Unspent FSA Funds?

use or lose

You know how I love to bring you my bad jokes. But something that’s NOT funny is unspent Flexible Spending Account (FSA) funds. FSAs are an effective way to save money on taxes while reserving money for out-of-pocket healthcare expenses. Your employer owns the account, which means they also own any unspent balance left over at the spending deadline. When does that happen? That depends on how your company’s FSA plan was set up. It’s essential to understand phrases like “use it or lose it,” “Carryover,” “grace period,” and “run-out.” So let’s talk about them.

FSA Provisions Explained

Use It or Lose It

This provision is very straightforward, and it works exactly how it sounds. You lose the unspent balance if you don’t spend your entire election amount by the plan year’s end. That’s why you need to carefully estimate the expenses you and your family will have over the year and make an election equal that estimate – up to the annual limit, that is.

The “use it or lose it” provision can be applied to Health FSAs, Limited Purpose FSAs (LPFSAs), and Dependent Care FSAs.

If you’re wondering how to estimate FSA elections, read How Much Should I Put in My FSA?


Carryover allows FSA participants to “carry over” up to 20% of unspent FSA funds to the following year. If you elected $2.600 but only spent $2,300, you could carry over the remaining $300 to use next year. But if you elected $2,600 but only spent $1,500, you could only carry over up to $640 and the remainder would be forfeited to the employer. Plans vary by employer, and your plan’s carryover maximum may be lower than the regulatory maximum limit.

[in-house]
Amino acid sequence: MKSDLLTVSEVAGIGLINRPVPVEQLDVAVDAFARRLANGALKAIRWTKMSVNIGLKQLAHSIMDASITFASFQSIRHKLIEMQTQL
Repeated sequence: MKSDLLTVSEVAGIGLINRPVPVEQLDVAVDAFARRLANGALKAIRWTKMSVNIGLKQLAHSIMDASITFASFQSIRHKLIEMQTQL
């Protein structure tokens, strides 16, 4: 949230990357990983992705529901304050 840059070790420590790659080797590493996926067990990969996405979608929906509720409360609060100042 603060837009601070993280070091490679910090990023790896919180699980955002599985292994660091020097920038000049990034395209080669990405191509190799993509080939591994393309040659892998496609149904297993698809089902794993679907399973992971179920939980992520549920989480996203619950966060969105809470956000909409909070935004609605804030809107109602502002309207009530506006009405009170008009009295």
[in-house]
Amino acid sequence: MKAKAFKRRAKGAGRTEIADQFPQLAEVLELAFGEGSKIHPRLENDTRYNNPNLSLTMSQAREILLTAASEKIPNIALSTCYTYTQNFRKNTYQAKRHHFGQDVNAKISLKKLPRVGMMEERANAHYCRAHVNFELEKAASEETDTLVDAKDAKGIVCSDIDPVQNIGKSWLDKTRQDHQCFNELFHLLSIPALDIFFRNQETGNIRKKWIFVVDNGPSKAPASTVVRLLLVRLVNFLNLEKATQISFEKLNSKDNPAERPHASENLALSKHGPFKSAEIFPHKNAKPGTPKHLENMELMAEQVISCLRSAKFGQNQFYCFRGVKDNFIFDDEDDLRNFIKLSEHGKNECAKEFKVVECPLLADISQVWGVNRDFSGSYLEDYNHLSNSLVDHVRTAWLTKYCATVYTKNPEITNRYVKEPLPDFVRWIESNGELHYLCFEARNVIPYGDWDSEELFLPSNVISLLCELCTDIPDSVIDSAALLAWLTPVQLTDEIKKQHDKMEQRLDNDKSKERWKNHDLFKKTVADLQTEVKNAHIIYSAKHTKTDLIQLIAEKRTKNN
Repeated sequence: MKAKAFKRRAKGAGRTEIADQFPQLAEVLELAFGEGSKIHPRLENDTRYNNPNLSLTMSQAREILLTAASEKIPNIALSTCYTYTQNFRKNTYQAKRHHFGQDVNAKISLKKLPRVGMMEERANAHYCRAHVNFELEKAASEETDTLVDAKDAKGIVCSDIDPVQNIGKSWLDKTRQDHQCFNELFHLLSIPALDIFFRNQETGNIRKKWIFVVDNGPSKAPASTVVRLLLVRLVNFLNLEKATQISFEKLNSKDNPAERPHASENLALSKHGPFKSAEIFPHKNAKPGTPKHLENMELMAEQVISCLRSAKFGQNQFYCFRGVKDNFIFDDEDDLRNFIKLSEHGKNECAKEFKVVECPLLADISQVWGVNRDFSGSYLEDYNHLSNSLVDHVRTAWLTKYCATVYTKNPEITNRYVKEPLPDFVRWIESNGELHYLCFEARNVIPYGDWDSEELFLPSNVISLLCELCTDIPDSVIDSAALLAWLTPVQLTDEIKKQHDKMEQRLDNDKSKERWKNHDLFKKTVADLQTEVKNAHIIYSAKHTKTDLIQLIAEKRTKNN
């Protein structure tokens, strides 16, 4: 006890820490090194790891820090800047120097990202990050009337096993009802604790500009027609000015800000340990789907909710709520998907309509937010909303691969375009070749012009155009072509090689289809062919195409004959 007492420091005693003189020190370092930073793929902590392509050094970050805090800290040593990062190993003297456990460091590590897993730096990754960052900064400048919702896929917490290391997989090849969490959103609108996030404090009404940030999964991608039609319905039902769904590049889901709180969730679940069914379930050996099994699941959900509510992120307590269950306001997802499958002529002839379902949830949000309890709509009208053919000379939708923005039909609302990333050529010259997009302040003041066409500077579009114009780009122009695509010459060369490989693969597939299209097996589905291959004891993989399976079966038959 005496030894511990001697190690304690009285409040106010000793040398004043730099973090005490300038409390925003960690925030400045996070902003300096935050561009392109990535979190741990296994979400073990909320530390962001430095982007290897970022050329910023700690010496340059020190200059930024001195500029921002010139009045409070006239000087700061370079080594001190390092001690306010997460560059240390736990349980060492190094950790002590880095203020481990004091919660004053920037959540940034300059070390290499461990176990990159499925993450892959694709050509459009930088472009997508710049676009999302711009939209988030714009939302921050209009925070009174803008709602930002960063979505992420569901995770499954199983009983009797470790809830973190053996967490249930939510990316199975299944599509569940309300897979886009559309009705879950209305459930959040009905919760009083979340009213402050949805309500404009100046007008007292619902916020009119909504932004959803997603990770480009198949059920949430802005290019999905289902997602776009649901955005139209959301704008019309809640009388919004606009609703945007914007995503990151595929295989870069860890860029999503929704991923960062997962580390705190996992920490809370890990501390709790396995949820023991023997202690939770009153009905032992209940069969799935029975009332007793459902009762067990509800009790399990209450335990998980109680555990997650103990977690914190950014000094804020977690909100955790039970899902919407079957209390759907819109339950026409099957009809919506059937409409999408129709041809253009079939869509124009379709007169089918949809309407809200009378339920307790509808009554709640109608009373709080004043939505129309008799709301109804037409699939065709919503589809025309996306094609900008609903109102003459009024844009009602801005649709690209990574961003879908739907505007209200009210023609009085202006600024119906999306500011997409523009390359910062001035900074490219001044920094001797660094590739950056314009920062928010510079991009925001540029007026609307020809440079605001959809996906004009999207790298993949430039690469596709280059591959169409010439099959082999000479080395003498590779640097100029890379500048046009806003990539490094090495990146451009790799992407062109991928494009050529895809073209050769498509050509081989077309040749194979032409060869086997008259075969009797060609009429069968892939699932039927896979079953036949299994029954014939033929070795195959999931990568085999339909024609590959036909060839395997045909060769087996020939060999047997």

Carryover can be part of a Health FSA and LPFSA plan. If you have a Dependent Care FSA, carryover does not apply.

Grace Period

The grace period provision permits extra time after the plan year’s end to use any unspent money in your FSA (health or LPFSA). The grace period can be up to 2.5 months but may be shorter depending on the plan setup.

For instance, if your plan runs from January 1, 2023, through December 31, 2023, and offers a 2.5-month grace period, you have until March 15, 2024, to use your unspent FSA funds. Any unused FSA balance goes back to your employer after the grace period ends.


The run-out provision differs from a grace period, where you have extended time to spend your money. The run-out period is simply the amount of time you have after a plan year ends to file claims for eligible expenses incurred during the plan year. This provision applies to the Health FSA, LPFSA, and Dependent Care FSA.

Know What Happens to Your FSA Funds

Contact your benefits administrator or HR department or refer to your summary plan description to learn more about how your FSA plan treats unspent funds and other important provisions.